Okay, I have the special tool, I have been pressing down as hard as I can (to the point my hand hurts even with heavy gloves) and turning the passenger side piston counter clockwise (there are arrows on the side of the caliper next to the piston pointing the way). I have been pushing and twisting for EIGHT HOURS and it will not compress. What am I missing? The driver's side went a little easier. It only took me three hours from wheel off to wheel on. What am I doing wrong?
Turn it the other way. I've never seen arrows on a brake caliper so how do you know it's pointing in the direction to retract the piston or adjust it out?
Ford is the only manufacturer that has refused to give up this miserable design and switch to what Chrysler has always used. If the piston turning tool doesn't work you can unbolt the parking brake lever, use a wrench to turn the adjusting bolt about 1/8 turn, then push the piston in a little with a c-clamp. Don't use a lot of pressure. After it moves in, turn the adjusting screw some more, then push the piston in some more. Repeat that until the piston is fully retracted. If you run the adjusting bolt in too far at once it will expose the rubber lip seal. The seal can get ripped on rust on that bolt or it can allow some air to sneak in.
Once it's installed you will have to exercise the parking brake repeatedly to get the pistons to adjust out. They won't do that automatically by pressing the brake pedal like the front ones will. Ford has a real big problem with parking brake cables rusting tight in as little as a year. If that is the case you can use a large pliers to work each lever right at the calipers.
Also be sure to never push the brake pedal down more than half way to the floor when you work the front pistons out. Doing so can damage the master cylinder if it's more than about a year old.
April, 15, 2013 AT 12:07 PM
According to the Ford service manual, the piston on the right side turns counter-clockwise. According to everything else I've found on the Internet, the piston on the right side of the Ford 500 turns counter-clockwise and ALL of them expressly say not to use a C-clamp to retract the piston or it will damage the threads inside (not that I can even get a C-clamp around the caliper in the first place). I am now at nine hours turning this piston with no progress made. It is all I can do not to just rip the caliper out by hand and throwing it out into the street (I don't want to have to clean up brake fluid off my garage floor).
April, 15, 2013 AT 12:49 PM
That's why I said to not use a lot of pressure on the c-clamp. I never allowed my students to use a c-clamp on any caliper but I suggested it to you because you have an unusual situation. Too many people think c-clamps are necessary and acceptable to retract front pistons. In fact, if you NEED a c-clamp to make the piston move, there is a ring of rust or dirt around the piston or there's debris built up in the caliper. Replacement front calipers are so cheap today we can't even rebuild them cost effectively.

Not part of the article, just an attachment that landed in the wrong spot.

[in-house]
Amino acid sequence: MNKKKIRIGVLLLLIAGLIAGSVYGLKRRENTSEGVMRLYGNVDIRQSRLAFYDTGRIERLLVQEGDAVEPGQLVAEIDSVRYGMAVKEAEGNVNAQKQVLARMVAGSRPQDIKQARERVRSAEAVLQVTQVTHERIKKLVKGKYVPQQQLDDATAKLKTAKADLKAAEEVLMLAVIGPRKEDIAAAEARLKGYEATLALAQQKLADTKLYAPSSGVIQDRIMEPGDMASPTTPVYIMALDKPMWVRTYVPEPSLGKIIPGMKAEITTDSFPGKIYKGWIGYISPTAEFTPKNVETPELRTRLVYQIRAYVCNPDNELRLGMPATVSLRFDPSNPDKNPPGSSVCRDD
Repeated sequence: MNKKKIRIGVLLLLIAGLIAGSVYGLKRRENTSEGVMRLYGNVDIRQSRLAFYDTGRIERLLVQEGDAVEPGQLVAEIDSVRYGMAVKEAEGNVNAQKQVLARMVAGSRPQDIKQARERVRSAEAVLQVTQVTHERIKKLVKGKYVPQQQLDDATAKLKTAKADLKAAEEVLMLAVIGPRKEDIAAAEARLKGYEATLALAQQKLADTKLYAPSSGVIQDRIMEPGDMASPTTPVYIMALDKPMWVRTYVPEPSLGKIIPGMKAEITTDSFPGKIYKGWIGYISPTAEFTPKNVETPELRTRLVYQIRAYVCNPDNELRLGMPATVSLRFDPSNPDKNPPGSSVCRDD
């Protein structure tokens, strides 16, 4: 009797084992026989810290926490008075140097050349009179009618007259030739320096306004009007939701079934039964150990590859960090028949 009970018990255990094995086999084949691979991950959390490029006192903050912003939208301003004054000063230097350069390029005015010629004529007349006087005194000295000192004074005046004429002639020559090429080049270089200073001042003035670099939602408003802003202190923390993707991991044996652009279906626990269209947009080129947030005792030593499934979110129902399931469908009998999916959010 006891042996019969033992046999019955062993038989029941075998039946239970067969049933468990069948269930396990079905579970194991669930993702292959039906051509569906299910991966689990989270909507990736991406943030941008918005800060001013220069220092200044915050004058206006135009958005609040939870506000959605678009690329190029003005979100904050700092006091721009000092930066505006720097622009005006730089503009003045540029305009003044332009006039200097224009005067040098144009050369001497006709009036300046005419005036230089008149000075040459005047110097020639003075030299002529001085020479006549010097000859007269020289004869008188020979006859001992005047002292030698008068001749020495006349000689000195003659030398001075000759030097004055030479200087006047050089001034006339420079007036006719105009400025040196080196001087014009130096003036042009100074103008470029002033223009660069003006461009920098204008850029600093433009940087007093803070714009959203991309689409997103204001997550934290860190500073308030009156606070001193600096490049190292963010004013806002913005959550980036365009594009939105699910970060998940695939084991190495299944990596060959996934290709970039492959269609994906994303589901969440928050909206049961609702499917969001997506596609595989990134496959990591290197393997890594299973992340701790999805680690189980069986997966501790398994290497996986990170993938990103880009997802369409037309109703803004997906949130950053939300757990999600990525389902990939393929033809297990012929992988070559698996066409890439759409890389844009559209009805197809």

The purpose of the c-clamp in back is not to force the piston against that adjusting screw. That is what will destroy it. If you unbolt the parking brake lever, then turn the adjusting screw with a wrench, that screw is going to screw into the piston. That is what will allow you to push the piston back into the caliper a little at a time. I typically do that by reattaching the caliper to its mount with the rotor in place, then I use a medium flat blade screwdriver to slowly pry the piston back in. That's how I retract all front pistons before I ever take the calipers off. If a piston won't retract on the front, the vehicle gets two rebuilt replacements.
The tool you're using puts just as much pressure on the piston as a c-clamp. Also, those threads they're warning about damaging are what applies the pressure when you apply the parking brake. That pressure is going to be a real lot higher than anything you can do with a clamp. Since you can't fit one in there anyway, use that tool after you thread the screw in a little. That screw will also have to turn counter clockwise if the piston does.
Keep in mind too that Ford had some vans and trucks that had the right parking brake cable run all the way to the rear bumper and come in from the back. Those calipers were different than when the cable comes in from the front like normal.